Jean Hess is well known in our area as a local artist with some of her work in the permanent collections of several museums including Knoxville Museum of Art and the Knoxville Convention Center, but she has also attained the certification of Master Gardener, which is evidenced by her beautiful residence studio.
Hess and her husband, Kevin Keller, renovated a period Craftsman bungalow originally built in the early 1900s. Over the past 23 years, Hess has transformed the remarkably untouched acre-plus into a lush haven of meandering paths that take one through stands of birches, oaks and evergreens to shady sitting areas rich with mosses, ferns and other natives. A fishpond and raised beds in the more open spaces showcase Kevin’s beehives and workshop.
The studio building attached to the home has a history of its own. It began as a small garage, but well-known potter James Darrow, who lived there after the original owners, added a generous addition for his pottery studio, with a screened porch for the kiln. This Kevin and Jean have transformed into a sunny studio for Jean with tall ceilings, skylights, a smaller gallery space that opens to a patio, and a sunroom leading to the back deck and gardens.
Hess is mostly known for ethereal collage paintings that combine multiple layers of paint and resins with various elements such as paper ephemera, plant material, minerals and dry pigments. She also creates a wide variety of other kinds of work. Hess creates pendant “cascades” of beads and bric-a-brac that look like gigantic wind chimes although most remain inside due to the delicacy of the components.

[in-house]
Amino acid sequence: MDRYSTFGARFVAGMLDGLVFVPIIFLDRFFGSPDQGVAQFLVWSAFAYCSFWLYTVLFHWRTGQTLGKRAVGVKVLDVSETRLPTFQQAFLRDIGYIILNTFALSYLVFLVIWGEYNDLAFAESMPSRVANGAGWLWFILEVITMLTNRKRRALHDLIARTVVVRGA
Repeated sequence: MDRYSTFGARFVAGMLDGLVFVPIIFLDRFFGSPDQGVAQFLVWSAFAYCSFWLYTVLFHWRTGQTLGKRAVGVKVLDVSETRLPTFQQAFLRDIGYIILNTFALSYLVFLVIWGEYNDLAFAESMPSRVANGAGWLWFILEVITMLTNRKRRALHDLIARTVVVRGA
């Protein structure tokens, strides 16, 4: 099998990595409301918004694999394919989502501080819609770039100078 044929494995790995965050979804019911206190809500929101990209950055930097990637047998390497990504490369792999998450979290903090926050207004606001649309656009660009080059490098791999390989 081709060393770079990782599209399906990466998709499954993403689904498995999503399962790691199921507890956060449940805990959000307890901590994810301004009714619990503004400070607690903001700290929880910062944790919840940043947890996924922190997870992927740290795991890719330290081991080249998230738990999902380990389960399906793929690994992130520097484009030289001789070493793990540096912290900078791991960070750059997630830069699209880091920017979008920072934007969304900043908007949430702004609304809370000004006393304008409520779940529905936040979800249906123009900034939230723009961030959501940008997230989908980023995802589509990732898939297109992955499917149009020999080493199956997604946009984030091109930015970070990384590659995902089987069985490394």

Finally, Hess says she likes to relax by hand-stitching old fabrics into quilt-like panels that are intricately worked, rich in color and surprisingly nuanced because “I like to incorporate accidental rips, crumplings and frayings into the surface with snarls of thread and ribbon.”
While Hess’s paintings, small talismans and textiles have been in exhibitions, and the paintings in commercial galleries such as Pivot Point here in Knoxville, the hanging cascades, jewelry and larger sculptural assemblages are best viewed here at the studio. That is why Hess decided to open her studio to the public by appointment. She says, “I am planning workshops and by-invitation receptions for shows of my work and that of friends whose art I admire.”
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